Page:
Epeirogenic histories of highland areas have confounded earth scientists for decades, as there are few sedimentary records of paleoelevation in eroding highlands. For example, mechanisms that have led to the high elevations of the Hangay Mountains in central Mongolia are not clear, nor is it well understood how the epeirogenic history of central Mongolia is connected to that of a broader region of high elevation that extends hundreds of kilometers to the north, east, and west. However, preserved basaltic lava flows record paleoelevation in the size distributions of vesicles at the tops and bottoms of flow units. As an initial step toward better understanding the tectonics of this part of Asia, we collected and analyzed samples from several basaltic lava flows from throughout the Hangay Mountains to use as a paleoaltimeter on the basis of lava flow vesicularity. Samples were dated and scanned with x-ray tomography to provide quantitative information regarding their internal vesicle size distributions. This yielded the pressure difference between the top and bottom of each flow for paleoelevation calculation. Results suggest that the Hangay Mountains experienced uplift of more than 1 km sometime during the past 9 m.yr. The magnitude of uplift of the Hangay, in addition to the composition of its lavas, the geomorphology of the region, its drainage pattern history, and other proxies, bears on possible mechanisms for uplift of this part of central Asia.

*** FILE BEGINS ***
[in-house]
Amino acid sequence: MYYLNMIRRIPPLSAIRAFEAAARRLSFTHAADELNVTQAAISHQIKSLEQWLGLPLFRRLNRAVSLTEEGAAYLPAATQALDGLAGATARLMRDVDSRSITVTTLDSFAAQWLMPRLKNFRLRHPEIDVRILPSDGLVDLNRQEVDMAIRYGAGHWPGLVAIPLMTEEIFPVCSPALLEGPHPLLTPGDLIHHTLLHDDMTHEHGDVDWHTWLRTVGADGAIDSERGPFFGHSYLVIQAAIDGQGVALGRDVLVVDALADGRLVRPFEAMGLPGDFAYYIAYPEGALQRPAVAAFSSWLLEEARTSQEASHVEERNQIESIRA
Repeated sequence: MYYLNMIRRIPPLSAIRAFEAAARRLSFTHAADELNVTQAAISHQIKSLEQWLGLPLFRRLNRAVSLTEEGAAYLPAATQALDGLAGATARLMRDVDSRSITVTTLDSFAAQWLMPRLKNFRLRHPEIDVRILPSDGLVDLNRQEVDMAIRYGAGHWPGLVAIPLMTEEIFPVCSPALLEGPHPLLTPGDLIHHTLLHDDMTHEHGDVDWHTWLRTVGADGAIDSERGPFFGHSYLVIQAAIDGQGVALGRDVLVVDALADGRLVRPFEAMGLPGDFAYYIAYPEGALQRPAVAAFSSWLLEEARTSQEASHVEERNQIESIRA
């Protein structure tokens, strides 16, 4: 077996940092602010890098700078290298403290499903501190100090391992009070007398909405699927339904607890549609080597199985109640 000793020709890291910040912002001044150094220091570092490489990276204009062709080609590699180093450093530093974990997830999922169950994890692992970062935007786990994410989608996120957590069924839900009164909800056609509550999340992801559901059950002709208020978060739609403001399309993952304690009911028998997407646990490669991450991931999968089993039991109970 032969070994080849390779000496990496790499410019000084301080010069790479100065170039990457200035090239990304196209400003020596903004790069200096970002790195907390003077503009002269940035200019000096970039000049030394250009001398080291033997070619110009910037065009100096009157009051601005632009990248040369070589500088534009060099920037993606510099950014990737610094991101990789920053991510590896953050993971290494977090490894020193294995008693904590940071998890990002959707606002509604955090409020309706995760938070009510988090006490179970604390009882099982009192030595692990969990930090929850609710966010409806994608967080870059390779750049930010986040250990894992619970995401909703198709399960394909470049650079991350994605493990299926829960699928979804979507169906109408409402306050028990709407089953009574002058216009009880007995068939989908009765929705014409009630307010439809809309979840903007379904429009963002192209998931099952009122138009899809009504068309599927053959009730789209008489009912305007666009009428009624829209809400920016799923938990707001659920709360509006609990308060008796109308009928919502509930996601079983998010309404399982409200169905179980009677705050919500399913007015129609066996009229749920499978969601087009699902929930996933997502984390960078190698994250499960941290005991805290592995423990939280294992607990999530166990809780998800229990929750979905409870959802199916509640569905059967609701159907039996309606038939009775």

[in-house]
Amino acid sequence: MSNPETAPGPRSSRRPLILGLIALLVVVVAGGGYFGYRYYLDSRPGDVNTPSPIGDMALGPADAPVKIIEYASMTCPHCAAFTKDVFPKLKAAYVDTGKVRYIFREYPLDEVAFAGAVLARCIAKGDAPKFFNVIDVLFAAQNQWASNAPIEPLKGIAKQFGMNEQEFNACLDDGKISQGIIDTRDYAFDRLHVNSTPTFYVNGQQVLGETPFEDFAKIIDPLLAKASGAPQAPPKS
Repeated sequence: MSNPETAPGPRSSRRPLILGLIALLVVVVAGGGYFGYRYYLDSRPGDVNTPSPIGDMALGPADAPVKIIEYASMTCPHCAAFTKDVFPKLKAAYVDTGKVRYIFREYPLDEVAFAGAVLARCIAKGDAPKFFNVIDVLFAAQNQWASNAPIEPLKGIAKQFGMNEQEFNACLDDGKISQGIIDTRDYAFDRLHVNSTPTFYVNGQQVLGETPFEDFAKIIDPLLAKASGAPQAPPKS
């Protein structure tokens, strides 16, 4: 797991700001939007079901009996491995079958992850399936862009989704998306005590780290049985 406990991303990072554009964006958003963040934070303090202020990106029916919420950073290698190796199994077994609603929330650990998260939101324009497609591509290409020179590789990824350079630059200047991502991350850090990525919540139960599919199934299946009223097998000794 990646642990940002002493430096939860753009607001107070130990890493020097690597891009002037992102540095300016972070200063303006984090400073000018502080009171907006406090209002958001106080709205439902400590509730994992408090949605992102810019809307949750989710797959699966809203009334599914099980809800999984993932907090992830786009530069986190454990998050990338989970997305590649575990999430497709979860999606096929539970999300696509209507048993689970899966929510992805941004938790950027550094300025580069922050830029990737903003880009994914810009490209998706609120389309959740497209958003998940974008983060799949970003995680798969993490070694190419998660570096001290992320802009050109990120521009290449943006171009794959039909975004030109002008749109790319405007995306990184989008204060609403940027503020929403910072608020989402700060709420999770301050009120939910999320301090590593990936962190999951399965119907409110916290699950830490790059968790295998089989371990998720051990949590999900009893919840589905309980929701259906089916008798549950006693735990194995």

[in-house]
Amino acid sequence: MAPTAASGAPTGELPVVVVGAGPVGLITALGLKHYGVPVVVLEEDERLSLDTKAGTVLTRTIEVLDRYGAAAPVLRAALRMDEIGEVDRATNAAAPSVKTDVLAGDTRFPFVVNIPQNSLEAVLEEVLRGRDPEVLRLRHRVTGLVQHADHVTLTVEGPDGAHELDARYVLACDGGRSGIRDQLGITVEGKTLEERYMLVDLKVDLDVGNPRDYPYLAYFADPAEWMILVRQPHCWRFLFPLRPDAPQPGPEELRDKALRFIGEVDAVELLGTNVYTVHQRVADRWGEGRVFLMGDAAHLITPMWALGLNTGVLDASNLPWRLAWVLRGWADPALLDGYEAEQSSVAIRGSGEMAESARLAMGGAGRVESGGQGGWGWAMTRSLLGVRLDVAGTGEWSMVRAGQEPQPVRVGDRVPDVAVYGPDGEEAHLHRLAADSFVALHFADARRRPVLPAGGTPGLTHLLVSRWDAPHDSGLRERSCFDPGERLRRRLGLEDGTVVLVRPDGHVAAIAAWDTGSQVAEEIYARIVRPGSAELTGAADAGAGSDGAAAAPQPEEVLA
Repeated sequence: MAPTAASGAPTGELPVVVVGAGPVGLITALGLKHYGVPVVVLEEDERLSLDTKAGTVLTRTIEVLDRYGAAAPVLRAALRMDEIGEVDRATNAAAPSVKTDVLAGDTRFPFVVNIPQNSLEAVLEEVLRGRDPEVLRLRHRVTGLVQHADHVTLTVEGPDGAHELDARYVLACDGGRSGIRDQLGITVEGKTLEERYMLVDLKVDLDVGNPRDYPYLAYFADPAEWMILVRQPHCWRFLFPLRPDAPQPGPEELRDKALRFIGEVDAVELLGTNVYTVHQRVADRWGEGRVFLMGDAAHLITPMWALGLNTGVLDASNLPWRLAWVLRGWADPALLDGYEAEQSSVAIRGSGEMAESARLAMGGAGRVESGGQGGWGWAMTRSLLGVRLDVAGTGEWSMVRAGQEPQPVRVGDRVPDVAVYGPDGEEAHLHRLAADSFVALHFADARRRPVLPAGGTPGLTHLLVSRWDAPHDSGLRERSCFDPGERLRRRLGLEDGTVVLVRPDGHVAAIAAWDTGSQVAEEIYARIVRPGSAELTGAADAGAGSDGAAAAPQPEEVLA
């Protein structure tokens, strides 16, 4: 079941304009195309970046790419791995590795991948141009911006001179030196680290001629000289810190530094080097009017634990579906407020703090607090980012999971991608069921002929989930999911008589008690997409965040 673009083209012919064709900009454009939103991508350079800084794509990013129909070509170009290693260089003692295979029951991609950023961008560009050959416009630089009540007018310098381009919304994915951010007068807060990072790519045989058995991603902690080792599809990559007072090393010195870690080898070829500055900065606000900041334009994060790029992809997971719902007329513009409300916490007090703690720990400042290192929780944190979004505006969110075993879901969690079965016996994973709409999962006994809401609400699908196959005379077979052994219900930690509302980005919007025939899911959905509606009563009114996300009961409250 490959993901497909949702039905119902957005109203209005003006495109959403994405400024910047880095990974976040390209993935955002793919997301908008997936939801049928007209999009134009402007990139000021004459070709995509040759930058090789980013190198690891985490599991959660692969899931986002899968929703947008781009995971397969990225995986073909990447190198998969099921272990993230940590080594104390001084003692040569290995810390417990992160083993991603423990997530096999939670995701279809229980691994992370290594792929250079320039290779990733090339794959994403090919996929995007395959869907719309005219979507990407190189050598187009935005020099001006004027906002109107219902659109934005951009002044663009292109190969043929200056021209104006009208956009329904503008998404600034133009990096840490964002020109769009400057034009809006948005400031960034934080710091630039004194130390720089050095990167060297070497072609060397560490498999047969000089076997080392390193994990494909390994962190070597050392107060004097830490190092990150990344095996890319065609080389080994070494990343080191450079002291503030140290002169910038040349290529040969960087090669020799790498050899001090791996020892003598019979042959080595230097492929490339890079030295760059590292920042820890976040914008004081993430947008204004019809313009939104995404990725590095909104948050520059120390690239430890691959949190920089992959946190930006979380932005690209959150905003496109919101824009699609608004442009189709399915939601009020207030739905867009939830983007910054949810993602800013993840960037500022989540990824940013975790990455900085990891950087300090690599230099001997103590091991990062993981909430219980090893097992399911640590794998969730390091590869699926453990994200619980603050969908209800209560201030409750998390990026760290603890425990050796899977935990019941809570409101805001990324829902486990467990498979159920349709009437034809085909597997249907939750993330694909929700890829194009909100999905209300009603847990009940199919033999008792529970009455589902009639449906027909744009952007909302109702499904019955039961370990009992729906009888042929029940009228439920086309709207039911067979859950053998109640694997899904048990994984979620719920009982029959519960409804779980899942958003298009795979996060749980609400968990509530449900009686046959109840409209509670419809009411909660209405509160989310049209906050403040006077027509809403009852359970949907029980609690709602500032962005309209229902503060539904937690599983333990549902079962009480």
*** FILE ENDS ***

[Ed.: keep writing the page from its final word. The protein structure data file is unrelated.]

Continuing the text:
Earth Systems Research Center

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The Journal of Geology


University of Chicago Press

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This is an article published by University of Chicago Press in The Journal of Geology in 2016, available online: